|Author:||Ho, Chi-ho Eddie|
|Title:||Adoption and adaptation of digital photogrammetry in a Hong Kong survey practice|
|Subject:||Hong Kong Polytechnic University -- Dissertations|
Surveying -- China -- Hong Kong
|Department:||Department of Land Surveying and Geo-Informatics|
|Pages:||v, 151 leaves : ill. (some col.) ; 30 cm|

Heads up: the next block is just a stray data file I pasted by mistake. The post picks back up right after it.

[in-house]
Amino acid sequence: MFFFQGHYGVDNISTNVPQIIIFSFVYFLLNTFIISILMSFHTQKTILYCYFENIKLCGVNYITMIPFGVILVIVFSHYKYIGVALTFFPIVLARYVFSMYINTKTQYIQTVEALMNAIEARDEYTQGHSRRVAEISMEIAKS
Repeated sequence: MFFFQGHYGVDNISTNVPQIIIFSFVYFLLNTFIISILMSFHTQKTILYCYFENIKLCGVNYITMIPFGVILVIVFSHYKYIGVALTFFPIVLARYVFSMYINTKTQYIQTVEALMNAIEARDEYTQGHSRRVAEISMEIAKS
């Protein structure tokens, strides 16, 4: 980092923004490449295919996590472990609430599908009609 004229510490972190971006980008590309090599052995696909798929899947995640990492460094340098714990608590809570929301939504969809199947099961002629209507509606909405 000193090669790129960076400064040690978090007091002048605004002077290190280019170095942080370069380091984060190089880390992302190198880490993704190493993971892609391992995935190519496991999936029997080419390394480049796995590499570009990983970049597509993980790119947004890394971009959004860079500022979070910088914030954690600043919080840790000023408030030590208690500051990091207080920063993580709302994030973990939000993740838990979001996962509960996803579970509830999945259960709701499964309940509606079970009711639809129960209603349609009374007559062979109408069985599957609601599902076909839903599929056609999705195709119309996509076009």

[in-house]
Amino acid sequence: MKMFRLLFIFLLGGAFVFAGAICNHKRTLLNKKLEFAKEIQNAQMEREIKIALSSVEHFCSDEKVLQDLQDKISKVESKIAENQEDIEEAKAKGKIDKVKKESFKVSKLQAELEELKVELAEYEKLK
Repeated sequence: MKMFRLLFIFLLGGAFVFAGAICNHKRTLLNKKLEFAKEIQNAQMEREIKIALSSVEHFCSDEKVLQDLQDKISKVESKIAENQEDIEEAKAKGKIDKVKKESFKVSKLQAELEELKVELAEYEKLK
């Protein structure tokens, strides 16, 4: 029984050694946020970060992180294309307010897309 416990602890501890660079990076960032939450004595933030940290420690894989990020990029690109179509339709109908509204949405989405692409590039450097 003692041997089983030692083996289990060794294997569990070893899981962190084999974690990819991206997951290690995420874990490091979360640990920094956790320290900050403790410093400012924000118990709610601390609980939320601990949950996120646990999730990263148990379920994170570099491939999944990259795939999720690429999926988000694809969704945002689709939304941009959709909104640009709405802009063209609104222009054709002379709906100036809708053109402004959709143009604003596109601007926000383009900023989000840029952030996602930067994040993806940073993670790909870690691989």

|Abstract:||There are many private land surveying practices existing in Hong Kong. The companies are mainly divided into two groups: concentrating in particular disciplines (cadastral, engineering or fitting out) or in a broad range of types of disciplines. Their competition for business is very high. It is a continuous challenge for the private practices keeping their businesses cost-effective. The manpower, equipment, measurement and data processing techniques applied to tasks are all expenses to the company, which must be offset against income with the aim of making a profit. The management should continually seek ways to achieve this. There are two major arenas that many land surveying companies explore to increase their profitability. First, new markets for providing their services; second, the adoption of new technologies. In the surveying industry, the two arenas do affect each other. This investigation responds to the above situation. Its aim is to introduce digital photogrammetric technology into a Hong Kong private surveying company to investigate the possibility of advancement in its services. There are two covered areas in the research. First, the technological considerations through an equipment and manpower study, and accuracy standard achievement of photogrammetric techniques compared with traditional surveying methods. Second, the economic considerations involving decision making processes, benefit-cost analysis and sensitivity analysis. The approaches set in the research can be divided into four areas. Firstly, the evaluation of the current technology, equipment and software. It is necessary to investigate their effect in the company's everyday fieldwork. According to the nature of different projects, conventional surveying methods and photogrammetric techniques have both pros and cons in different areas. Secondly, the establishment of working procedures. Through the practices involving manpower in the company, the crews can have guidance on basic knowledge in the introduced technology. Thus, a spread in learning photogrammetric techniques can form in the private sector. Thirdly, the development of a decision-making algorithm for the industry to investigate the profitability of the adoption of this technology. This analysis is to provide support to users in evaluating their decisions. The different methodologies are treated as different alternatives in the analysis. The well-known Analytical Hierarchy Process is selected as the tool in the benefit-cost analysis. After the development of several photogrammetric techniques both for independent application and in cooperation with conventional surveying methods, the partnering company started investigation on its tasks. Eventually, the exploitation of new opportunities with the aid of the company's photogrammetric field practices is needed. It is found that for the tasks of 3D visualization model establishment, photographic survey, and terrain modeling, digital photogrammetry show advantages over conventional survey techniques with acceptable costing in equipment and staff training. This conclusion was reached assuming that the photogrammetric systems were already available within the company. However, when their cost is included, only 3D visualization models and photographic survey applications were considered as being feasible. For the studied company, it was found that projects requiring 3D visualization model establishment could be economically undertaken by digital photogrammetric systems comprising of data acquisition devices such as higher resolution digital cameras (e.g. Fujifilm MX700 in this research) and software such as low-cost photogrammetric/modeling packages (e.g. PhotoModeler).|
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